The Tribune-Review reports that Dutch feminist author Ayaan Hirsi Ali, a Somali refugee who has lived under the threat of death for denouncing her Muslim upbringing, recently spoke at the University of Pittsburgh at Johnstown.
Islamic leaders tried to prevent her appearance, arguing that Hirsi Ali’s stands against the Muslim faith in her book, “Infidel,” and movie, “Submission,” are “poisonous and unjustified” and foment dissension in their community.
Imam Fouad ElBayly, president of the Johnstown Islamic Center and one of those who objected to Hirsi Ali’s appearance, wants to see her dead: “She has been identified as one who has defamed the faith. If you come into the faith, you must abide by the laws, and when you decide to defame it deliberately, the sentence is death.”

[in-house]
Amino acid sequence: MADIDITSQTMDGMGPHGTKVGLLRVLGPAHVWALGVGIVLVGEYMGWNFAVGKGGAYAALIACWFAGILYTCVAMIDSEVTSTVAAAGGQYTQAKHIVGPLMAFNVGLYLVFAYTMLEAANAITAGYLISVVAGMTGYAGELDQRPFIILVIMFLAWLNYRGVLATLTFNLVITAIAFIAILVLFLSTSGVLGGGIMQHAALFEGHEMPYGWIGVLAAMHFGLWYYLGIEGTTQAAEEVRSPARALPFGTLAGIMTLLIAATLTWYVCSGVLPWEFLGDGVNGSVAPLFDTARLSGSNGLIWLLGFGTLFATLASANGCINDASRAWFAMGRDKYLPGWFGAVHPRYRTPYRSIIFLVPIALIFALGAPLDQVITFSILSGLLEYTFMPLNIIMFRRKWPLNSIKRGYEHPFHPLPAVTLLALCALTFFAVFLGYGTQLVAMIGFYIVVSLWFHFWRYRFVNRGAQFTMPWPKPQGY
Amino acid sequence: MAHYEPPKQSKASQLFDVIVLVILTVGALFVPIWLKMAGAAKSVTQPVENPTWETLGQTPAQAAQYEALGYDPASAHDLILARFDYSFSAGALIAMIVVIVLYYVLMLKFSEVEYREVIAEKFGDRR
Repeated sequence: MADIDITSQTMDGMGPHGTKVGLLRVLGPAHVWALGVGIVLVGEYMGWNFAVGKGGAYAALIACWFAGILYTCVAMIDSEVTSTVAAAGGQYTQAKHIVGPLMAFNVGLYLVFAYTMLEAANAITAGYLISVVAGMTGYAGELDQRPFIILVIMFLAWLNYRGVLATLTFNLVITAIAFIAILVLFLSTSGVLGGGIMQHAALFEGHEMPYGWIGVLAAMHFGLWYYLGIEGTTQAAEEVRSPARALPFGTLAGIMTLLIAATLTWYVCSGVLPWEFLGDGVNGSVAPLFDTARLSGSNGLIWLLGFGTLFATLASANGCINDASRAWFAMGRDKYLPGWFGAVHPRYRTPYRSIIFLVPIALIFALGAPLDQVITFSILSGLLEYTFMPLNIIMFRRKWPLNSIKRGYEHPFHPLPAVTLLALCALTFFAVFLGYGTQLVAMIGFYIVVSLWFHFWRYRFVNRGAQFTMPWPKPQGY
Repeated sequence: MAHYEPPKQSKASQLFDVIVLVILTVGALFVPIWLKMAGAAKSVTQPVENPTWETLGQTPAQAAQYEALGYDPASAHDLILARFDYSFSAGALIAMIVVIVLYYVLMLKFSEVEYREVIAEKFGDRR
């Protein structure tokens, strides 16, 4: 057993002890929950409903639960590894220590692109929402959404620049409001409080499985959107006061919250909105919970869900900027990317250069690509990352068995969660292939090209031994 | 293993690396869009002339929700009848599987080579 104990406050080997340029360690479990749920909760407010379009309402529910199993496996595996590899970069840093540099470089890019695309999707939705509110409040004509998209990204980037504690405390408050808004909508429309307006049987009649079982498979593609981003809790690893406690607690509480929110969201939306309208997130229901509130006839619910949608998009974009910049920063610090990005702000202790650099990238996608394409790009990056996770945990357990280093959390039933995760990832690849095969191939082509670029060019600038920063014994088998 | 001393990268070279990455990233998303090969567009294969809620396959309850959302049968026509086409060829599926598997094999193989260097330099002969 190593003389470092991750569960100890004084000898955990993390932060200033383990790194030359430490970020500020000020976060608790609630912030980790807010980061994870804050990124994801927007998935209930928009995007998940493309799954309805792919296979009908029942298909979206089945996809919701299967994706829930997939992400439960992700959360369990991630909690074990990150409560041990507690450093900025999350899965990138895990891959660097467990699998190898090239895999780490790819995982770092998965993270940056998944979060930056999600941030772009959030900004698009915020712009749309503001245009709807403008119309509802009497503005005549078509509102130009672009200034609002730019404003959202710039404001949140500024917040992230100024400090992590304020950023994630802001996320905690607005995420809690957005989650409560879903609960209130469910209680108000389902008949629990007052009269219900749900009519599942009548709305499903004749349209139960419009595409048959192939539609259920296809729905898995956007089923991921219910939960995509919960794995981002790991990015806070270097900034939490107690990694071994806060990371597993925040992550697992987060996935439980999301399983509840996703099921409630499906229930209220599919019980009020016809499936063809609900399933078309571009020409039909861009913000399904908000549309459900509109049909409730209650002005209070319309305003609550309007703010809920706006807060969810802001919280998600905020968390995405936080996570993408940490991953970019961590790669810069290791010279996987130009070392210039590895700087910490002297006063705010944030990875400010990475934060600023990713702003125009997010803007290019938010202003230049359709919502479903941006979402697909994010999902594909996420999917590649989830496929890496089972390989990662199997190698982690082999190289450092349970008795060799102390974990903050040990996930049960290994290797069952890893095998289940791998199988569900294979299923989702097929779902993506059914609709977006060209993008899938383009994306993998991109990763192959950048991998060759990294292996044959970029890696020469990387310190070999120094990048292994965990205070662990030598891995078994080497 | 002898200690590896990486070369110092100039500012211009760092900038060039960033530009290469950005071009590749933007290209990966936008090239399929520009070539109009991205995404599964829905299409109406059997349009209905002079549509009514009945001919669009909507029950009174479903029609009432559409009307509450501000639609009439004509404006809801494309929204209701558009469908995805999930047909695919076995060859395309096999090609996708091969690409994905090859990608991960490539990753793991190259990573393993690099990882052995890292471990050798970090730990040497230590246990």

Although university officials listened to Islamic leaders’ hateful views, Ali’s lecture proceeded under tight security, without incident.
Good for the university for not having been intimidated, and good for First Amendment scholar Charles C. Haynes, who defended Hirsi Ali’s rights, saying, “The key in the U.S. from the beginning has been to make sure all religious groups not only understand freedoms, but connect them to their own commitment.”